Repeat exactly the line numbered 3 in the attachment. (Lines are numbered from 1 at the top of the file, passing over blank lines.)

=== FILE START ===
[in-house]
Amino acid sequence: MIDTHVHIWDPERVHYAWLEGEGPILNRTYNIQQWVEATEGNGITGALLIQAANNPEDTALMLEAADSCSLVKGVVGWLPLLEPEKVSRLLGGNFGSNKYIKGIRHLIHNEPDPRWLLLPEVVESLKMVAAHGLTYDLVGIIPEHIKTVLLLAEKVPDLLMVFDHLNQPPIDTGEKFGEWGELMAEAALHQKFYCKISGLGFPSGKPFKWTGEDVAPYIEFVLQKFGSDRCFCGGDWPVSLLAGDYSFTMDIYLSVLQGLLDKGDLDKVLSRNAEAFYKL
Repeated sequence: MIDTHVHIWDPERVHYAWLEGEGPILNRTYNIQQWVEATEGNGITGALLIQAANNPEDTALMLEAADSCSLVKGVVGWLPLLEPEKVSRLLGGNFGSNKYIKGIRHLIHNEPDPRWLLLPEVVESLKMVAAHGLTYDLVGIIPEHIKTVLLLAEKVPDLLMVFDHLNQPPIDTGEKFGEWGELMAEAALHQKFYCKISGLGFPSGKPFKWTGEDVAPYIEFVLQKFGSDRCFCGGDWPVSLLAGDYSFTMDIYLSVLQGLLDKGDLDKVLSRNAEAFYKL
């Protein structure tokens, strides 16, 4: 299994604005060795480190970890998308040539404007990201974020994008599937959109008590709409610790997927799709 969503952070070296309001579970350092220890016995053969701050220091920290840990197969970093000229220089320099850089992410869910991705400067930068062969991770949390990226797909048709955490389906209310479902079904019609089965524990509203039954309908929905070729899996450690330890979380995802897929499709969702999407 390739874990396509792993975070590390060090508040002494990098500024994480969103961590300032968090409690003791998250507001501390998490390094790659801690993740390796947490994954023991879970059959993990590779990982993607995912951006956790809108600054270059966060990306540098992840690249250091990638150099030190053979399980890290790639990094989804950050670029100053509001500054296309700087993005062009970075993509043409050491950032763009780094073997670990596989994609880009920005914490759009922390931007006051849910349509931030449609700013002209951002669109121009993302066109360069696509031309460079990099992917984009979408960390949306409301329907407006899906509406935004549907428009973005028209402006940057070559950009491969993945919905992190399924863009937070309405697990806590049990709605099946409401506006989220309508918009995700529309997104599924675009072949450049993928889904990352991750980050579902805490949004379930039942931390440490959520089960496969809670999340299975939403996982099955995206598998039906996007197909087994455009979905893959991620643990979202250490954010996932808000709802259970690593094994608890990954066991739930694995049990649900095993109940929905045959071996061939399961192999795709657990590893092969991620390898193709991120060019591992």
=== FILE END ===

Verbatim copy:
Repeated sequence: MIDTHVHIWDPERVHYAWLEGEGPILNRTYNIQQWVEATEGNGITGALLIQAANNPEDTALMLEAADSCSLVKGVVGWLPLLEPEKVSRLLGGNFGSNKYIKGIRHLIHNEPDPRWLLLPEVVESLKMVAAHGLTYDLVGIIPEHIKTVLLLAEKVPDLLMVFDHLNQPPIDTGEKFGEWGELMAEAALHQKFYCKISGLGFPSGKPFKWTGEDVAPYIEFVLQKFGSDRCFCGGDWPVSLLAGDYSFTMDIYLSVLQGLLDKGDLDKVLSRNAEAFYKL